May 19, 1862
I take my pen in hand to inform you that I am tolerable well at present and hope these few lines may find you and the children and all the rest well. I have not heard from you since I wrote my last letter although I have been anxiously watching the mail. It appears to be a month between times that I hear from you. I try to write once a week but sometimes I do not get time to write when I am in the notion. We are still at this place yet and doing nothing except scouting once every day or two. Everything appears to be at a standstill waiting for the fight at Corinth which will take place in a few days I think. And everybody thinks that will be the winding up of the war and I hope it may for I would feel proud to be at home once more with you and the children. I don’t know whether I will get home any more until it is over without it lasts until next winter. Our boys that were wounded in that are doing very well except Wm. Smith, he is right sick yet. One of them, Henry Rose, has come back to the regiment today. He was shot in the arm as he was carry the colors and another shot struck the staff of the flag just above his head. Wm. Atcher and two others that were wounded have got a discharge and will go home in a few days. There has been some of the hottest weather that ever I saw in May. I don’t know whether it has been so everywhere or not but it has been scorching down here until yesterday it turned a little cooler. I don’t know when we will leave this place. Some say we will leave in a few days and others think we will stay until the war is over or until fall. I want you to write as often as possible and manage the best you can. Take good care of them sweet little children & especially the baby and if I never get back there is One who is able to protect you and I pray to Him to do it. Tell Mother and Father and the children that I would be glad to see them and that they must write to me and tell John & Kitty they might drop a few lines to Jo & me. Jo has been complaining for two or three days but he is getting better all the rest of the Hardin boys. Well, there is not much sickness in the Regiment and all that is just diarrhea. That is about all the sickness that the soldiers have had down this way yet. We hear that Col. Boyles takes command of this reg. again and it causes a great confusion in the regiment. All the captains & lieutenants talk of resigning. The officers & men all thought there was nobody like Col. Smith. He is a nephew of old Henry Clay. I expect father has met him. He is from Bourbon County, Ky. I must bring my letter to close. So nothing more at present but remaining your affectionate husband until death.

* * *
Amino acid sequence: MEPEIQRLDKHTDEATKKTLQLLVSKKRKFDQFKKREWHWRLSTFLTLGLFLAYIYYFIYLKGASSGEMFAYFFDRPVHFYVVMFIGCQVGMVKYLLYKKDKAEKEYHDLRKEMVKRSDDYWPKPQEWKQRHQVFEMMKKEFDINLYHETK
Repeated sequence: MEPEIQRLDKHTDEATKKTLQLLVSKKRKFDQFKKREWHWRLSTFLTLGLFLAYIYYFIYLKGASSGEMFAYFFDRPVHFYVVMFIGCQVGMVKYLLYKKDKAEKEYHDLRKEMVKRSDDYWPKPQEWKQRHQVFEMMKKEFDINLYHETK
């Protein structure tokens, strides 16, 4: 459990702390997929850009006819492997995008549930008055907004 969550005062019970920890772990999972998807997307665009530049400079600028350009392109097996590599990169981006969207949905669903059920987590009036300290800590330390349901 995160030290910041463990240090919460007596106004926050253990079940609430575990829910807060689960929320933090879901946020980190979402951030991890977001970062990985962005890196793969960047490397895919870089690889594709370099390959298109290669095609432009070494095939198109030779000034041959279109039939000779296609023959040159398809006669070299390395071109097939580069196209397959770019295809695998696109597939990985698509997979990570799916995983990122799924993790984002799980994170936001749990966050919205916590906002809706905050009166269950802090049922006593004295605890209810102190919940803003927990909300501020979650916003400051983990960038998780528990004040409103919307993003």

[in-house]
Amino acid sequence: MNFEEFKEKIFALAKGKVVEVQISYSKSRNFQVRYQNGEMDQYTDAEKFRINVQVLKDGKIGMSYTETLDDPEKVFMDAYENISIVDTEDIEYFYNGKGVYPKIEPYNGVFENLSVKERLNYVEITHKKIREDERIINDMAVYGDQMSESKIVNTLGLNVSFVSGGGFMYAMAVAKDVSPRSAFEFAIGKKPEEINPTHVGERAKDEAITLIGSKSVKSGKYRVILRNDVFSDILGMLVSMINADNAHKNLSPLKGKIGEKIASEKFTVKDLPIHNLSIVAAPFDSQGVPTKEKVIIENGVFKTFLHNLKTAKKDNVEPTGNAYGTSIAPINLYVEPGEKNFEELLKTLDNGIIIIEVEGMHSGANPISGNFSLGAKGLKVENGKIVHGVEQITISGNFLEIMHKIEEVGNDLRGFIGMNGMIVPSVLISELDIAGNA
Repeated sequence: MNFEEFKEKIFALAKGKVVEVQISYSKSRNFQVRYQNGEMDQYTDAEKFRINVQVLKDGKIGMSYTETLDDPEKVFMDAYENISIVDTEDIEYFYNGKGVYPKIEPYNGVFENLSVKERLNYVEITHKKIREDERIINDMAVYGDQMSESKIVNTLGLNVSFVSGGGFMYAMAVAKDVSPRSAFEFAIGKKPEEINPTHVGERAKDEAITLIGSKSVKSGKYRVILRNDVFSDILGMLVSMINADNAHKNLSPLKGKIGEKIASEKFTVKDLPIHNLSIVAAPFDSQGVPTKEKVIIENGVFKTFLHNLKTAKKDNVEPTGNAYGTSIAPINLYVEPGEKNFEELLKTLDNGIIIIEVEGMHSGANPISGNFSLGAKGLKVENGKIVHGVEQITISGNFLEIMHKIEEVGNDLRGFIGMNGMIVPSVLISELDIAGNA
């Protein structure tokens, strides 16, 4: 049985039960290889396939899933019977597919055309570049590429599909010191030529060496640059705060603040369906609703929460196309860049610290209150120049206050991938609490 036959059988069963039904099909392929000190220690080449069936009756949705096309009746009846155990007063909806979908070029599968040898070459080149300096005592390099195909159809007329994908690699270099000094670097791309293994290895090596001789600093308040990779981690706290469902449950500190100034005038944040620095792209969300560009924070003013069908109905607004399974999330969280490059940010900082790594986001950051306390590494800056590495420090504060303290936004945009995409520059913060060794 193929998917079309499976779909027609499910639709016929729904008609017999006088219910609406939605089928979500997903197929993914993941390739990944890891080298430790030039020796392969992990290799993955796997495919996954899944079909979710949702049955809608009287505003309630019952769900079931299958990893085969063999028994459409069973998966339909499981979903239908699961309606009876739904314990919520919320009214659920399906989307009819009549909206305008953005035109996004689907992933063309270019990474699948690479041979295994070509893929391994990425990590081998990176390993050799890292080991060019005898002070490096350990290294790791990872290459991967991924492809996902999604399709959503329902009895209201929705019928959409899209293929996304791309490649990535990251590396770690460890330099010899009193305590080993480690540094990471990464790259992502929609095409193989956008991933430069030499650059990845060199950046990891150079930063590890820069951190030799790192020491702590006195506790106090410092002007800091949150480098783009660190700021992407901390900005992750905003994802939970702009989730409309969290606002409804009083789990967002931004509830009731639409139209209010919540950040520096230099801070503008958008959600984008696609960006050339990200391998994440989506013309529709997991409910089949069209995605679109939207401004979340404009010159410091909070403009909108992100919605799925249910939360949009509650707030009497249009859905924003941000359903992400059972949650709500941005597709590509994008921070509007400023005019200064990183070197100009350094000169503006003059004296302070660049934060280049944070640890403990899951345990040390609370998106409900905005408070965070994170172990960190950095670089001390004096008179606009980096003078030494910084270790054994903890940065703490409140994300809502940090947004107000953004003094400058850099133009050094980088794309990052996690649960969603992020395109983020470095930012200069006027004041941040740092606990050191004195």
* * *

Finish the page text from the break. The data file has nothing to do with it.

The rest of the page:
A. A. Harrison
Absolom A. Harrison
Company D, 4th Regiment, Kentucky Calvary Volunteers (Union)
A. A. Harrison sent the following letters to his wife Susan Allstun Harrison. Susan’s grandmother was Nancy Lincoln Brumfield, Thomas Lincoln’s sister and President Abraham Lincoln’s aunt.
These letters were transcribed by A. A.’s great-grandson Ronald A. Harrison who introduces the letters with the following background:
“A. A. Harrison and his brother Jo (Joel) apparently got caught up in a recruiting drive and enlisted in the Fourth Kentucky Calvary, U.S.A., without even going home to tell their wives, Susan and Martha. The first letter appears to be letting Susan know what has become of her husband. The two brothers served honorably for roughly a year. At the end of that time A. A. was medically discharged. At roughly the same time Jo died in a military hospital in Nashville. Only recently has anyone in the family known Jo’s fate.”
Letters found on this web page January 2008.